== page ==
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Pojang machas: Beer and Food Tents
Ah, pojang machas! How to describe them? Pojangmachas (포장마차 or 포차) are symbols, shelters, guiding people in search for a bit of comfort in the dark and inhospitable night of the metropolitan city of Seoul.

"The what? What are these pojang things? What is he on about?" I can hear you say. Sorry, yes, I got carried away. Let's start over. Pojang machas can be best described as "outside tent-restaurant". However, no need to bring your sleeping bag here, no, one comes here to sleep…which, it's true could lead to some several cases of "drowsing" in some people, but you got the point, one comes here to eat, drink, and chat. Other little precision: "restaurant" is a big word, there's no decorum here, the style is simple and convivial, just the way we like it.

Now, I can see a question you're dying to ask, "So, what’s for dinner?"

Well, dear reader, you won’t be disappointed. Let me tell you first though that it is not haute cuisine; that said, if you want to have a bite to eat while chatting with your friends with a drink, it can’t get much better than that. Because pictures are worth a thousand words, here are a few dishes commonly found in these surprising little tents:
Let’s start with sundae (순대) one of my favorites, which is Korean traditional sausage made by steaming pig’s intestines filled with a mixture of chopped vegetables, glass noodles and pig’s blood. It is served with a pinch of salt and a few liver slices. It may not sound too appetizing, but it is actually quite tasty, try it!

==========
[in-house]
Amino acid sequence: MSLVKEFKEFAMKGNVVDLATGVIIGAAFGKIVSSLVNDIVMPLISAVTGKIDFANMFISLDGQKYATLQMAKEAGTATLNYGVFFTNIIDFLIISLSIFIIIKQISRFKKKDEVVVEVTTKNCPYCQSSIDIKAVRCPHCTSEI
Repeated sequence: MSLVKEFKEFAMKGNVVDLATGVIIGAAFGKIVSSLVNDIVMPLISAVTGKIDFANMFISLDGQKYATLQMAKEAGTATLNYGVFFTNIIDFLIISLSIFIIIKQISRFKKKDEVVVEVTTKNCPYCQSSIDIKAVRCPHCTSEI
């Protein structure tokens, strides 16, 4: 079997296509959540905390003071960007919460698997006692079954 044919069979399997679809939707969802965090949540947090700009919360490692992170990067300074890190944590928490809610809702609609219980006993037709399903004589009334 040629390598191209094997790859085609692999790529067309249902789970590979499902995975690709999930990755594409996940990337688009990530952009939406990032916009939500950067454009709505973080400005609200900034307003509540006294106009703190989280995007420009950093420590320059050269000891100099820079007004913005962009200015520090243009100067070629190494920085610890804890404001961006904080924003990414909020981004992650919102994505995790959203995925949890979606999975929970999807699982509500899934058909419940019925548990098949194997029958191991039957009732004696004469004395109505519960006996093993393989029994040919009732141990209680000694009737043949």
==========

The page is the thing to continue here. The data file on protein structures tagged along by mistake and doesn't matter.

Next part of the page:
Kimchi pancake (김치 전) is an all time classic. Personally, I think kimchi tastes even better when cooked. Goes well when dipped in soy sauce.
Fireworks? No, it’s odeng. It’s made of processed fish paste placed on long wooden sticks. Sticks in hand, simulating a deadly sword duel with your friend once you’re done eating is de rigueur.
Food galore! Let's see. In the top right corner, we have tteokbokki, a favorite snack food amongst Korean people, personally I am not too fond of it since it’s a bit bland but spicy! Opposite, we have two kinds of fried fritters: fried mandus (dumplings) and fried chopped vegetables. The yellow rolls are gimbaps (rice rolled in laver) rolled in egg yolk.
Let me introduce you to the Korean napkin. Granted, it’s lacking in the elegance department but its efficiency has been proven time and time again! An amusing example of Korean pragmatism.
But that’s not all! It would be impossible to list all the dishes you can find at pojang machas as some of them have their own specialty (seafood, spit roasted pig, etc.). Pojang machas come in all shapes and sizes: big, small, permanent, temporary (majority are the latter), some with table and chairs, some without, just small stands.
Meat lovers check this out! Here’s an example of what can be found in “specialized” pojang machas. Isn’t it just beautiful?
Alcohol is central to pojang machas. Two types of alcohol are widely available: domestic beer and the ever-present soju. The most popular soju has an alcohol content of 20% and is diluted from pure ethanol. Its taste is comparable to vodka, if only slightly sweeter.
It’s time to say goodbye but don’t forget, like this cup says, which captures the spirit of pojang machas, ‘enjoy your life!’
Some Practical information :
Pojang machas are quite ubiquitous in Korea. In the city center, you’ll find some in the districts of Jongno, Myeong-dong, Euljiro, Namdaemun and Dongdaemun. Prices vary depending on the type of pojang macha. In a smaller pojang macha where you have to stand, you can eat for 2-3,000 won (about US$2 ~ 3). Prices are higher in the pojang machas with table and chairs, ranging from 5,000 to 30,000 won depending on the dish.

Written by Mathieu Deprez

Date 11/06/2006

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